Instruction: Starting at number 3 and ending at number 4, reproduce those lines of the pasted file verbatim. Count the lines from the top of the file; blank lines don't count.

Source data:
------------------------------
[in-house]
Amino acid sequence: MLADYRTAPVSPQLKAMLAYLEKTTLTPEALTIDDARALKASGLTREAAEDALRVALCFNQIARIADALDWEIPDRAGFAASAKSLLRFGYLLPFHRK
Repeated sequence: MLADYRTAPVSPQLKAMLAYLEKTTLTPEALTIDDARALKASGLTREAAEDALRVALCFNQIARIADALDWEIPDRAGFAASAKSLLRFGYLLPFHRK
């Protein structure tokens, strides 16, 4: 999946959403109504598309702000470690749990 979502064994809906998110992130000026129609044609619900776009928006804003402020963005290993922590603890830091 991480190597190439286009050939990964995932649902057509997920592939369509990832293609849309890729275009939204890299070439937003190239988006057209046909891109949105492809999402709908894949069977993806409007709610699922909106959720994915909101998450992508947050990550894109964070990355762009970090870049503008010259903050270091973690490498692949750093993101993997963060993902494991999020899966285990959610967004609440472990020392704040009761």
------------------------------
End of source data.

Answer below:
Repeated sequence: MLADYRTAPVSPQLKAMLAYLEKTTLTPEALTIDDARALKASGLTREAAEDALRVALCFNQIARIADALDWEIPDRAGFAASAKSLLRFGYLLPFHRK
């Protein structure tokens, strides 16, 4: 999946959403109504598309702000470690749990 979502064994809906998110992130000026129609044609619900776009928006804003402020963005290993922590603890830091 991480190597190439286009050939990964995932649902057509997920592939369509990832293609849309890729275009939204890299070439937003190239988006057209046909891109949105492809999402709908894949069977993806409007709610699922909106959720994915909101998450992508947050990550894109964070990355762009970090870049503008010259903050270091973690490498692949750093993101993997963060993902494991999020899966285990959610967004609440472990020392704040009761």